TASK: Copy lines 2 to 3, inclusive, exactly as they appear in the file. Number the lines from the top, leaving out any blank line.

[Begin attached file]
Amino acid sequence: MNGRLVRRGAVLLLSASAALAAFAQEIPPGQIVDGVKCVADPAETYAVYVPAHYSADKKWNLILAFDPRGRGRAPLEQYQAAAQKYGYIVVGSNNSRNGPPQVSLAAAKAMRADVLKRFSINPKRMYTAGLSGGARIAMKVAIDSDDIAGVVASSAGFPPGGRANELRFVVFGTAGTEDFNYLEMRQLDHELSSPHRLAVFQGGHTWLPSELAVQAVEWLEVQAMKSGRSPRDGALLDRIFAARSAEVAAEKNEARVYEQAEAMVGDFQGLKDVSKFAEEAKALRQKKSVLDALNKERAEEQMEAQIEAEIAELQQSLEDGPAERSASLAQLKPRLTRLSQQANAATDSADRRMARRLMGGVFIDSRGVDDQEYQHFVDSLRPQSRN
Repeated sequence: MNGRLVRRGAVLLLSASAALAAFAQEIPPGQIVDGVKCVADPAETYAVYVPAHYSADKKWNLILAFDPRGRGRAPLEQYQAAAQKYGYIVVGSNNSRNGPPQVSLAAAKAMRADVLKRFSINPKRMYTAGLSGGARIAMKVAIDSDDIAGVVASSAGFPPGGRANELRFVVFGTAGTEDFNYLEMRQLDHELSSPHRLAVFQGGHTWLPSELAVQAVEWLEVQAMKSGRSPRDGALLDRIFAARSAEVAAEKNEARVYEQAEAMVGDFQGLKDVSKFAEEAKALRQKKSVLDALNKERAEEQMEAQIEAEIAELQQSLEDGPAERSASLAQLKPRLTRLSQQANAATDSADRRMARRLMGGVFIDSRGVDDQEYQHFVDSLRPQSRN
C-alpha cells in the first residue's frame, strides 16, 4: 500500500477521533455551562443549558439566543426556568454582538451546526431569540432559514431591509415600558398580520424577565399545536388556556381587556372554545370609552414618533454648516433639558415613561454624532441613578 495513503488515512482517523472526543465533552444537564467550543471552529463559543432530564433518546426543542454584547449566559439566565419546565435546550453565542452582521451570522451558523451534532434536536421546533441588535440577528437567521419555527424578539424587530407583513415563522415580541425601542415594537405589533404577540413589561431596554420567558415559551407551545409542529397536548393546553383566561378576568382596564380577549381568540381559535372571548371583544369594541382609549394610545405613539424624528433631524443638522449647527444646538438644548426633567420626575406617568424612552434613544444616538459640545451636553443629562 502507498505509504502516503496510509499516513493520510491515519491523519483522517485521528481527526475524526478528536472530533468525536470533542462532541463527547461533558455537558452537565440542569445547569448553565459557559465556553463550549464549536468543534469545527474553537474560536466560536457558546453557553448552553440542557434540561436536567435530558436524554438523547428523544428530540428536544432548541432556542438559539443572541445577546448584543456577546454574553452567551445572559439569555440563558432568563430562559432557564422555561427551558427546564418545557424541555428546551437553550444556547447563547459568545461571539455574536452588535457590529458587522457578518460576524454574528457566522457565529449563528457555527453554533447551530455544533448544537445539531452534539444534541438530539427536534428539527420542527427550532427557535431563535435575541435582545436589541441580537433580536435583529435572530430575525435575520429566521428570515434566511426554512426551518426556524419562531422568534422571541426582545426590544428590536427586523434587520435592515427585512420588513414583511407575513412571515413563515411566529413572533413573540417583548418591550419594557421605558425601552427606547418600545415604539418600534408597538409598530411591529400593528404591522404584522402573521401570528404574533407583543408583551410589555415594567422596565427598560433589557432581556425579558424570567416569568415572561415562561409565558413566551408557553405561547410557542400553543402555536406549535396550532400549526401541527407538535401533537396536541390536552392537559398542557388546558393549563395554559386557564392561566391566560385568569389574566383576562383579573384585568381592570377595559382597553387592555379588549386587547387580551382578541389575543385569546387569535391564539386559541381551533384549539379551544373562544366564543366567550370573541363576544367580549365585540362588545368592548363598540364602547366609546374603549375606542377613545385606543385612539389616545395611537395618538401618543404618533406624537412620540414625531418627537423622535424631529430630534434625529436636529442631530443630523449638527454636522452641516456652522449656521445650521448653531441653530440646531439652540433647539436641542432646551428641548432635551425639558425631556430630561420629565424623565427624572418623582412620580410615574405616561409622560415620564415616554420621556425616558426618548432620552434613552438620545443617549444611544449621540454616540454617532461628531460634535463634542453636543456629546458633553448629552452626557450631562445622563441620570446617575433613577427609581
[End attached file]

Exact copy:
Repeated sequence: MNGRLVRRGAVLLLSASAALAAFAQEIPPGQIVDGVKCVADPAETYAVYVPAHYSADKKWNLILAFDPRGRGRAPLEQYQAAAQKYGYIVVGSNNSRNGPPQVSLAAAKAMRADVLKRFSINPKRMYTAGLSGGARIAMKVAIDSDDIAGVVASSAGFPPGGRANELRFVVFGTAGTEDFNYLEMRQLDHELSSPHRLAVFQGGHTWLPSELAVQAVEWLEVQAMKSGRSPRDGALLDRIFAARSAEVAAEKNEARVYEQAEAMVGDFQGLKDVSKFAEEAKALRQKKSVLDALNKERAEEQMEAQIEAEIAELQQSLEDGPAERSASLAQLKPRLTRLSQQANAATDSADRRMARRLMGGVFIDSRGVDDQEYQHFVDSLRPQSRN
C-alpha cells in the first residue's frame, strides 16, 4: 500500500477521533455551562443549558439566543426556568454582538451546526431569540432559514431591509415600558398580520424577565399545536388556556381587556372554545370609552414618533454648516433639558415613561454624532441613578 495513503488515512482517523472526543465533552444537564467550543471552529463559543432530564433518546426543542454584547449566559439566565419546565435546550453565542452582521451570522451558523451534532434536536421546533441588535440577528437567521419555527424578539424587530407583513415563522415580541425601542415594537405589533404577540413589561431596554420567558415559551407551545409542529397536548393546553383566561378576568382596564380577549381568540381559535372571548371583544369594541382609549394610545405613539424624528433631524443638522449647527444646538438644548426633567420626575406617568424612552434613544444616538459640545451636553443629562 502507498505509504502516503496510509499516513493520510491515519491523519483522517485521528481527526475524526478528536472530533468525536470533542462532541463527547461533558455537558452537565440542569445547569448553565459557559465556553463550549464549536468543534469545527474553537474560536466560536457558546453557553448552553440542557434540561436536567435530558436524554438523547428523544428530540428536544432548541432556542438559539443572541445577546448584543456577546454574553452567551445572559439569555440563558432568563430562559432557564422555561427551558427546564418545557424541555428546551437553550444556547447563547459568545461571539455574536452588535457590529458587522457578518460576524454574528457566522457565529449563528457555527453554533447551530455544533448544537445539531452534539444534541438530539427536534428539527420542527427550532427557535431563535435575541435582545436589541441580537433580536435583529435572530430575525435575520429566521428570515434566511426554512426551518426556524419562531422568534422571541426582545426590544428590536427586523434587520435592515427585512420588513414583511407575513412571515413563515411566529413572533413573540417583548418591550419594557421605558425601552427606547418600545415604539418600534408597538409598530411591529400593528404591522404584522402573521401570528404574533407583543408583551410589555415594567422596565427598560433589557432581556425579558424570567416569568415572561415562561409565558413566551408557553405561547410557542400553543402555536406549535396550532400549526401541527407538535401533537396536541390536552392537559398542557388546558393549563395554559386557564392561566391566560385568569389574566383576562383579573384585568381592570377595559382597553387592555379588549386587547387580551382578541389575543385569546387569535391564539386559541381551533384549539379551544373562544366564543366567550370573541363576544367580549365585540362588545368592548363598540364602547366609546374603549375606542377613545385606543385612539389616545395611537395618538401618543404618533406624537412620540414625531418627537423622535424631529430630534434625529436636529442631530443630523449638527454636522452641516456652522449656521445650521448653531441653530440646531439652540433647539436641542432646551428641548432635551425639558425631556430630561420629565424623565427624572418623582412620580410615574405616561409622560415620564415616554420621556425616558426618548432620552434613552438620545443617549444611544449621540454616540454617532461628531460634535463634542453636543456629546458633553448629552452626557450631562445622563441620570446617575433613577427609581